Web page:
State Censorship: A Global Study of Press Freedom in Non-Democratic Regimes
Author: Bogdan Popescu
Non-democratic regimes often do experience some degree of freedom of the press. This paper develops and tests a theory to explain the differences in this respect between non-democratic countries. Starting from Geddes’ distinction between military, personalist and single-party regimes, the paper argues that press freedom will be most restricted in personalist regimes because of the political isolation of leaders and ruling cliques. Single-party regimes, being the most transparent and inclusive among non-democratic regimes (Geddes, 1999) will allow the greatest level of press freedom. This however, depends on their level of heterogeneity: in single-party regimes with little or non-existent opposition, there will be more censorship, the leaders being able to coordinate better; in single-party regimes with much opposition, there is more media freedom. Military regimes are also expected to censor the press based on the fact that their leaders are socialized within a culture o violence and will be capable of censoring the press in order to stay in power. These theoretical expectations are empirically tested using country data from Freedom House and Reporters without Borders, which are analyzed in a panel data research design.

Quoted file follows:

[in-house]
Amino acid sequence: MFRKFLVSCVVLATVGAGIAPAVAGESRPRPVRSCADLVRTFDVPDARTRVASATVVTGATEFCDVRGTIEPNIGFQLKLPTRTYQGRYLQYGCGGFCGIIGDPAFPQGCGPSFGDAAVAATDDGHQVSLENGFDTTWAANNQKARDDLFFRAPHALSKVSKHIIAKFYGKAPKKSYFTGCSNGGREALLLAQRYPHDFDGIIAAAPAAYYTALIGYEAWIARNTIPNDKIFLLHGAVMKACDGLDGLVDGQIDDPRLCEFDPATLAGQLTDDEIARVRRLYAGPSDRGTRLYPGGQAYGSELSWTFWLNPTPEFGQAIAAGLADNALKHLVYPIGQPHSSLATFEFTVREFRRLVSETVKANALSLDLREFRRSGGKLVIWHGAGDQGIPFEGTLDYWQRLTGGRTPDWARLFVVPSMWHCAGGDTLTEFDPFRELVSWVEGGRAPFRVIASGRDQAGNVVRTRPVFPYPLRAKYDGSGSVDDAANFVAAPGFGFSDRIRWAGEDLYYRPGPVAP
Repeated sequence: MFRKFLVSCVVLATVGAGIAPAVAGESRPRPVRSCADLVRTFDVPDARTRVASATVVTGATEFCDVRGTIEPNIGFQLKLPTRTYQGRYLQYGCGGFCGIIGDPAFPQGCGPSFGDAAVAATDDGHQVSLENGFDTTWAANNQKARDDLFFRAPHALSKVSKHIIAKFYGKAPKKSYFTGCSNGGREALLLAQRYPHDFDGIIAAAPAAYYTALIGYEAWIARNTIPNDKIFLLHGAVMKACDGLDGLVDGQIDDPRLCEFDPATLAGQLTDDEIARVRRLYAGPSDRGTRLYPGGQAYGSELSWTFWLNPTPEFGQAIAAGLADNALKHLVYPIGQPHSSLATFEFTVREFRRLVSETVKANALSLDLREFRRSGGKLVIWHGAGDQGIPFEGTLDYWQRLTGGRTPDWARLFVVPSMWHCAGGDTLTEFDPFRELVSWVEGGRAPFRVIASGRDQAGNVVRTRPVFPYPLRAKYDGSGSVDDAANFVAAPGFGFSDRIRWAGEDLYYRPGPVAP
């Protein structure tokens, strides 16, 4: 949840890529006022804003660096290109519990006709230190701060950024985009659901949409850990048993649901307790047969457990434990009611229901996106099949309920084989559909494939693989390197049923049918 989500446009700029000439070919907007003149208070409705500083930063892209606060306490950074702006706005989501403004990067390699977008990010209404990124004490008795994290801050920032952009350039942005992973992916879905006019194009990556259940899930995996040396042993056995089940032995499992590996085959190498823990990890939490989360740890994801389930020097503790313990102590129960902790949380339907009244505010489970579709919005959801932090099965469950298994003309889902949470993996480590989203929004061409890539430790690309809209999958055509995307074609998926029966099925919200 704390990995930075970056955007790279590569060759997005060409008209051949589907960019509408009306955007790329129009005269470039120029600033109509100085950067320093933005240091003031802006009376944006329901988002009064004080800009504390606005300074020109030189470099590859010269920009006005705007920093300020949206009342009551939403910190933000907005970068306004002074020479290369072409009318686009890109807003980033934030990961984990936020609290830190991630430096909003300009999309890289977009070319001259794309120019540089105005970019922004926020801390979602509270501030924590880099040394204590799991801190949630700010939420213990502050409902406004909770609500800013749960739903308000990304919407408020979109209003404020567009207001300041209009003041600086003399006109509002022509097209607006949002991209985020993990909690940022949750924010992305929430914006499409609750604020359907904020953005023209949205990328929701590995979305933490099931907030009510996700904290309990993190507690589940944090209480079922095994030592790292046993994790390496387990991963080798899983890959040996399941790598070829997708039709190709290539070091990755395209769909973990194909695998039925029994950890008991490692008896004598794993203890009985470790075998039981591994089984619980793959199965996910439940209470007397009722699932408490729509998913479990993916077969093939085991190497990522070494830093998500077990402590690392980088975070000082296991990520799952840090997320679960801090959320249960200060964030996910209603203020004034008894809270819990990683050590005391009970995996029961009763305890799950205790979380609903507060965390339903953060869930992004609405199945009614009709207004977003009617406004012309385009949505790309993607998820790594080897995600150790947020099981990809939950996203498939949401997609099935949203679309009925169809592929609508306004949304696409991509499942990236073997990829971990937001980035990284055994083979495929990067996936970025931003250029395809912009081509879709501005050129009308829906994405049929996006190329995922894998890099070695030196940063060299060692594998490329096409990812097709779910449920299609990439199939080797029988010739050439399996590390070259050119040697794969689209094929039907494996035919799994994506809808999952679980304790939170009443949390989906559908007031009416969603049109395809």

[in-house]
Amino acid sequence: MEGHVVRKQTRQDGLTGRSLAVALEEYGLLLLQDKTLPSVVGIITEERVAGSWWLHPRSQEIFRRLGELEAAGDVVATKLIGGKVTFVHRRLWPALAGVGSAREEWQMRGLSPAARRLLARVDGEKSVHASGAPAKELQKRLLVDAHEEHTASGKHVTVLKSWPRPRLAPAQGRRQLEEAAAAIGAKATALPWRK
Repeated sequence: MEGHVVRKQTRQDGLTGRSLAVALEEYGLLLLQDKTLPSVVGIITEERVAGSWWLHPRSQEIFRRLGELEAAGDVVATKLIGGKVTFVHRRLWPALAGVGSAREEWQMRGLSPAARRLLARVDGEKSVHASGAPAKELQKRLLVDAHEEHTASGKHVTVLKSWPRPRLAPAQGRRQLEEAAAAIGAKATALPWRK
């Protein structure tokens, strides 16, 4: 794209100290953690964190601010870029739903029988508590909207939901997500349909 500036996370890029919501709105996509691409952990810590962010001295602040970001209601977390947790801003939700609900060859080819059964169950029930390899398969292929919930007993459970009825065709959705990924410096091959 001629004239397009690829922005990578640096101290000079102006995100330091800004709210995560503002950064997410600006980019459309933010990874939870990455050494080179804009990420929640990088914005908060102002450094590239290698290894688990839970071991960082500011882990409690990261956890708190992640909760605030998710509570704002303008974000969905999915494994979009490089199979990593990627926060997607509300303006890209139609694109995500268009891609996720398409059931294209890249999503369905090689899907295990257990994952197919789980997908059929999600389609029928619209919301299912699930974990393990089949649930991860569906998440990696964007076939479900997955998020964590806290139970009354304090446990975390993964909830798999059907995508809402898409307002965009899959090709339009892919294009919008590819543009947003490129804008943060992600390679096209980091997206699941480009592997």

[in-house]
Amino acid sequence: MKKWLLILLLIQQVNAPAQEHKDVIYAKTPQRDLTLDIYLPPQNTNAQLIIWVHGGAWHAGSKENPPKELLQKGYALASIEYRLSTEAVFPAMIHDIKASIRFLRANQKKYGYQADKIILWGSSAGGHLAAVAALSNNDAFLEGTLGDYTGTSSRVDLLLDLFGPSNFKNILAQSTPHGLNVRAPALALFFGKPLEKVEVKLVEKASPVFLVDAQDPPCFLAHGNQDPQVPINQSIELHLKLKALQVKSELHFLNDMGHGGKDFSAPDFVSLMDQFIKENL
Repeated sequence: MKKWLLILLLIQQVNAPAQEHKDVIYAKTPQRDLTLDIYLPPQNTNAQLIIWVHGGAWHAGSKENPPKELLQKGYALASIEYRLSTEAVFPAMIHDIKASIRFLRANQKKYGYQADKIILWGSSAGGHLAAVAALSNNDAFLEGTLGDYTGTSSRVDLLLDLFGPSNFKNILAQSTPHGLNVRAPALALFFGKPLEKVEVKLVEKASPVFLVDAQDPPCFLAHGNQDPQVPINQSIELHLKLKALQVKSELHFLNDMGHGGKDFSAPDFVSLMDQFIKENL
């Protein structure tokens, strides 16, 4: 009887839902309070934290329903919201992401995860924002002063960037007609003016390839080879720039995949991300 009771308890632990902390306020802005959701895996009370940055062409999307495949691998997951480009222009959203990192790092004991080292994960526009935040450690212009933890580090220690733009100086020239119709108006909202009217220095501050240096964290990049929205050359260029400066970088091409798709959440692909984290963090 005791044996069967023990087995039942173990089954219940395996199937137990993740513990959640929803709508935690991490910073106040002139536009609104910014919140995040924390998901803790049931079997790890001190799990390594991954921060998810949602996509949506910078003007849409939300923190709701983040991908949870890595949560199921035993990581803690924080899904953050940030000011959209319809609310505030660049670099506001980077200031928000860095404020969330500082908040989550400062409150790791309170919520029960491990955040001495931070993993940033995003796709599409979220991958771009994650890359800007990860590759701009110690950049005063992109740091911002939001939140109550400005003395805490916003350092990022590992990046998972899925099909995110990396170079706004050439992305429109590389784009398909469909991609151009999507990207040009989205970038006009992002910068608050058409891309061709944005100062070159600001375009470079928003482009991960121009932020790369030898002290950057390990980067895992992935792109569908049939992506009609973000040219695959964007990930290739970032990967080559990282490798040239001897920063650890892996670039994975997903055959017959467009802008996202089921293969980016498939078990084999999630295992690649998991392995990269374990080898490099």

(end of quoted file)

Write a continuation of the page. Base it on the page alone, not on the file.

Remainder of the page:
Knowledge breeds affects: How does the understanding EU’s Internal Complexities increase EU’s image among Chinese people
Authors: Zhengxu Wang and Bogdan Popescu
Citation: Zhengxu Wang and Bogdan Popescu, 2013. ’Knowledge breeds affects: How does the understanding EUs Internal Complexities increase EUs image among Chinese people?’. In: L. Dong, Z. Wang and H. Dekker, eds., Chinese Views of the EU: Public Support for a Strong Relation, Routledge.
Perception of another country or power plays an important role in public preferences of foreign policies. If citizens perceive another power as friendly or even attractive, they are more likely to give consent to policies that will bring their country closer to the power in question. By projecting a more positive image in another society, a country increases its soft power. In this study, we test the hypothesis that the understanding of another country’s internal complexities will help brew positive perception of that country. In the Western societies, for example, it was found that citizens with more understanding of the social and cultural complexities of Arabic countries had largely more positive perceptions of them. We test this theory by looking at Chinese people perception of the EU and Europeans with a newly collected dataset from 3,000 citizens living in six major cities in China. We found that, ceteris paribus, the knowledge of EU complexities significantly affect Chinese people’s perception of EU, as a player in global affairs. People with more knowledge of the EU area show more positive attitudes of Europeans, even if their personal experience of the EU or Europeans might have been negative. The study hence furthers our understanding of political and cultural psychology, and carries important implications for building international trust as well as soft power of political actors.